Tuesday, February 09, 2016


Venie meeting visitors to the Nandimukh Publishing stand.
Calcutta/Kolkata Book Fair - 2.5 million visitors



Somebody different I thought — a strong performer, a unique voice. Venie Holmgren! Little did I know.

Little did I know when I asked Venie — and Jenni Kemarre Martiniello — to join me for the Poets and Court tour of SE NSW back in 2001, the great friendships and experiences that would come out of it. We were three women with very different backgrounds — Aboriginal, Irish, Jewish — and we all knew how to work it.

Poets in Court: Jenni, Venie, Lizz with Binalong's Maria Kosseris

Through her character and her poetry, Venie had us rocking with laughter, paying due attention to the issues she was passionate about and just as soon moved to tears with works such as Among the Sepias. Due to popular demand we performed as Poets and Court at three regional festivals and revisited that crazy week with its 13 gigs in courthouses, church halls and cafés and even an old people’s home where Venie was afraid she might be kept in! More laughter. We could’ve toured the world with it.

Little did either of us know then, that we would find ourselves on another tour, travelling to India together for a program of activities with Wollongong poet Ron Pretty. We would take part in the amazing Calcutta Book Fair (2.5 million people) and other events in Calcutta arranged by the Nandimukh publishing house — friends we made through the South Coast Writers Centre. Bengali people were incredibly friendly and hospitable but none more so than when in the presence of ‘International Mother.’

I saw a very different city to what I would’ve experienced without Venie — including the inside of a Calcutta police station! Reporting Venie’s camera left behind in one of the city’s 4000 yellow taxiis, we were sent ahead of the queue straight to the Deputy Commissioner. Venie was most amused when she found she had to provide her family history as part of the process, was aghast when asked her age and hooted loudly when asked her father’s age. I think she told me he would’ve been 140 years old if still alive. She appreciated that the Deputy Commissioner enjoyed the sound of her father’s name, rolling ‘Samuel’ around in his mouth several times. Venie was very pleased. So was the Deputy Commissioner — we were brought chai tea and biscuits.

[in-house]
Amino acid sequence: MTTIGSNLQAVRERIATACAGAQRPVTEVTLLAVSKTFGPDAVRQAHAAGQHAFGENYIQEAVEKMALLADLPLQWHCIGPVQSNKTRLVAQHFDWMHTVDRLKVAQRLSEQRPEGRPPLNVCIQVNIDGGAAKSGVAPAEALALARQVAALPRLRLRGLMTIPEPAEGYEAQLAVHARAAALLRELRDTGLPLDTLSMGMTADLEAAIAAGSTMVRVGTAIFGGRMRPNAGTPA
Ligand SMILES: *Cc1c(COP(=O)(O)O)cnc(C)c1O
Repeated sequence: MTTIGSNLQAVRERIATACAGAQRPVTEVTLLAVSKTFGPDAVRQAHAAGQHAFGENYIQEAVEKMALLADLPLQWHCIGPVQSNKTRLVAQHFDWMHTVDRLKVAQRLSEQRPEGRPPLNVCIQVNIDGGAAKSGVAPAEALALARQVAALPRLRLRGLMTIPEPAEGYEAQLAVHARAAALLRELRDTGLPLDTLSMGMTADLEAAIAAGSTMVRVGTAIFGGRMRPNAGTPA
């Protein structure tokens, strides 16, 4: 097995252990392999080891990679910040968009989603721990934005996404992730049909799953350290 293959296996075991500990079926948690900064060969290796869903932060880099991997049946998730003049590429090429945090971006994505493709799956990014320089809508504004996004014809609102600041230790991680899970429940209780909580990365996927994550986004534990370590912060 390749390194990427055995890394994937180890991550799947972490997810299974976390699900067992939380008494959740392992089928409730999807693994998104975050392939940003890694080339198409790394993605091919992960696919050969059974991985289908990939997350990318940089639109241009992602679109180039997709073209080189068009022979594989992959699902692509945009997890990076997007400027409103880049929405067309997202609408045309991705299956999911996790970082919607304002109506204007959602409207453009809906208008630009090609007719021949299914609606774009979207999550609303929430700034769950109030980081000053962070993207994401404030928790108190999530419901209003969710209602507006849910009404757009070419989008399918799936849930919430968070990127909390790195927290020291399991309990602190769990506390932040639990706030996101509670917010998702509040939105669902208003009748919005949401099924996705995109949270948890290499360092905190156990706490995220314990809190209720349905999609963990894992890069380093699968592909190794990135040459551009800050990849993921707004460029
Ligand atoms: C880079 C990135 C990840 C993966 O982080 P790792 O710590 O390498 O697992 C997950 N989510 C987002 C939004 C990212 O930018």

Venie and I lived on opposite ends of the SE Region so it was hard to see each other but I treasure the get togethers we did have. They were mostly at readings and book launches but also on a couple of memorable occasions in her Pambula home, with evenings spent eating meals from her garden and reading poetry around her table. Mother I’m Rooted: An Anthology of Australian Women’s Poetry was a favourite of us both.

After moving to Hepburn Venie told me she didn’t expect to write any more poetry. It made me so sad to think there wouldn’t be any more of those eloquent, moving or gutsy works so I was thrilled when I heard about The Tea House Poems. She described them as modest but of course they are exquisite.

Venie’s exuberance and tenacity and the power of her poetry were and always will be an inspiration. Little did I know how much richer my life would be for knowing her.


Venie Holmgren passed on January 27 at the age of 94. She was writing and publishing to the end. You can learn more about Venie's fascinating life here.

Meeting international guests at World Conference of Poets 2001

At a spontaneous poetry reading at WCP

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